The backwash of Black Friday (apparently a week’s plasticfest, not a day) – plus roads up everywhere while the Mayor throws his weight into building cycle super highways that cyclists don’t even have to use – means getting anywhere in London after 5.00 am takes hours. I set out to redeem a lamp from a specialist shop, going against the traffic but it didn’t seem to make any difference, the journey just went on and on. Never mind road rage, I should think bus drivers need tranquillisers.
Coming back, there were two voices behind me in the bus, one younger, one older, both women. And the younger one suddenly said “I can dress a tree perfectly well, thank you !” (It’s a funny phrase, isn’t it – “dress a tree” ? You imagine coaxing branches into sleeves ) Then the older woman said something to which the younger replied “I see, but do you usually take tree decorations with you to somebody else’ s house ? “ Murmur,murmur. “The decorations in the kitchen will already be up.” Pause. “ No, not the ones you brought last year.” Murmur. “Mother, you’re impossible.”
Oh, Happy Christmas.
Leaving aside the endless dream machine of the Christmas advertisements (no thank you M&S, no thank you John Lewis), all sweetness and light, hideous clothes and bottomless piles of unnecessary food, I shall be sending a fan letter to House of Fraser which seems to have had the nice idea of sending itself up with the result that, even though the ad runs repeatedly, you can giggle. It is also shrewdly stylised into unrealism, built round an old rock tune instead of “inspirational music”.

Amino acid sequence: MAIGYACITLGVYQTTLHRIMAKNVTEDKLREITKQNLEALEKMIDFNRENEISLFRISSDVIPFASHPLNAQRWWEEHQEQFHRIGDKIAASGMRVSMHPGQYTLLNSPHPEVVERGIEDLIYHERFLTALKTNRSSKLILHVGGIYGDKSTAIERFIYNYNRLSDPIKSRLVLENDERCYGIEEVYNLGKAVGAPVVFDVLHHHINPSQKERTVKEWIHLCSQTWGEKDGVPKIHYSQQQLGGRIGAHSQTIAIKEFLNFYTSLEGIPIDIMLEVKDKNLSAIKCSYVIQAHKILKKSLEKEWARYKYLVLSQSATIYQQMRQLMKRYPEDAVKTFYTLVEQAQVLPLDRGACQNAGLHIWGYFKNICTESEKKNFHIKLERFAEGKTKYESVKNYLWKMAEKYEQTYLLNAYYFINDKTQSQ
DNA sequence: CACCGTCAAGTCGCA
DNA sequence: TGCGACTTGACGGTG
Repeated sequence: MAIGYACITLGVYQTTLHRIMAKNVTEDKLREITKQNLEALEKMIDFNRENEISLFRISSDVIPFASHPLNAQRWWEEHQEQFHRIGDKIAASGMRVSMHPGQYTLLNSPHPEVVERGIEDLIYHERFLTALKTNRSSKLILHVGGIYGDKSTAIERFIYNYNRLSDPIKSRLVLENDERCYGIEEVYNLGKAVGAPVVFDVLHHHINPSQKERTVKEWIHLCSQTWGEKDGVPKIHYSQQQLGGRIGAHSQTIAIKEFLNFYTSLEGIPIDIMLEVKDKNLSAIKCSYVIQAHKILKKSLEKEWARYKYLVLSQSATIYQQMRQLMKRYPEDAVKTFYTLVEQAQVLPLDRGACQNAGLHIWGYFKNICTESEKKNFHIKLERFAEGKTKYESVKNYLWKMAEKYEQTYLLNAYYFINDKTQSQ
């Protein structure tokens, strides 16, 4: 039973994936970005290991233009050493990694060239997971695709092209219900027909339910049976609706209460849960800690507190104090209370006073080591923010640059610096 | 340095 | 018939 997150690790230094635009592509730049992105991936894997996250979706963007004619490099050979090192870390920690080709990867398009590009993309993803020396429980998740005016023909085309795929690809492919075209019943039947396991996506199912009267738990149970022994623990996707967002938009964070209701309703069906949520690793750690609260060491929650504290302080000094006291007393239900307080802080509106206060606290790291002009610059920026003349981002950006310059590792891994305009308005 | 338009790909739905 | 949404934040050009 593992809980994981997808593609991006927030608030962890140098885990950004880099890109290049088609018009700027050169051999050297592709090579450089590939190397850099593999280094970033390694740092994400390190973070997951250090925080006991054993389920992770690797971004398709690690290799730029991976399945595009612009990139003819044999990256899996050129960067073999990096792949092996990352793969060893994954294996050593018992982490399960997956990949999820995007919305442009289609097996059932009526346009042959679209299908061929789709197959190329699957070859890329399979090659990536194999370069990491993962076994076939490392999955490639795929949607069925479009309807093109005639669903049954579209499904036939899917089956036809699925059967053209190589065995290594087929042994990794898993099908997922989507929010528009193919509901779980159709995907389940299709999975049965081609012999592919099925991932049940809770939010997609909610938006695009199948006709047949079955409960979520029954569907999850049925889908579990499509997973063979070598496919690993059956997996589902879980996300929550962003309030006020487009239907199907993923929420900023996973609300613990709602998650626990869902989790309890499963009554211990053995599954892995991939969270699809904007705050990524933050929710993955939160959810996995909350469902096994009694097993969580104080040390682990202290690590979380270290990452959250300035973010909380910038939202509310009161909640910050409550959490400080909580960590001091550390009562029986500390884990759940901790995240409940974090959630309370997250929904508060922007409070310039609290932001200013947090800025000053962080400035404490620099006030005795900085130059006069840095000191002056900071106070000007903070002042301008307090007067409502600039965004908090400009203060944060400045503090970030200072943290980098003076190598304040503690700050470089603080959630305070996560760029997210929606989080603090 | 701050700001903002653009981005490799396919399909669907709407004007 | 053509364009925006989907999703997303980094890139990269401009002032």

But the gap between the have’s and the have nots – what David Shepherd as Bishop of Liverpool long ago called “two nations” – is very unsettling.. Those who have, have to have more and more and more, while those who have not must just get on with it. The bridges between the two have been dented by endless marketing and the shame of being poor. All reason is lost. Never mind whether you are bright or beautiful – have you got money ? Because if you have, there are endless ways to spend it.
Money or no money , I have escaped much of this. I amass various kinds of candles and fir cones but I don’t buy a tree. I acquire gifts as I find them through the year, there aren’t many and finding them is a joy: I’ve got several, there is time. I don’t like Christmas pudding, Christmas cake, stollen (tastes of scented cement) or mince pies but I am a sucker for pannetone. I am already stockpiling boxes of apricots, dates and figs dipped in plain chocolate – one for me, one for my son and one for everybody else. By the standards of the day, my greed is quite restrained and I aim to keep it that way. This year I have been introduced to an easy rose, a quaffable white and a magnum of Prosecco but I have drunk less than for years: I love it but it doesn’t love me and I tire of not sleeping.
In an expensive Scandinavian shop I found delightful tree decorations made of thick felt in primary colours (for my grand daughter), a silver owl with a small rattle in it (I can’t part with it) and other joys – all under £5. I’ve collected Christmas cards and was given my calendar with a staff discount – how handsome is that !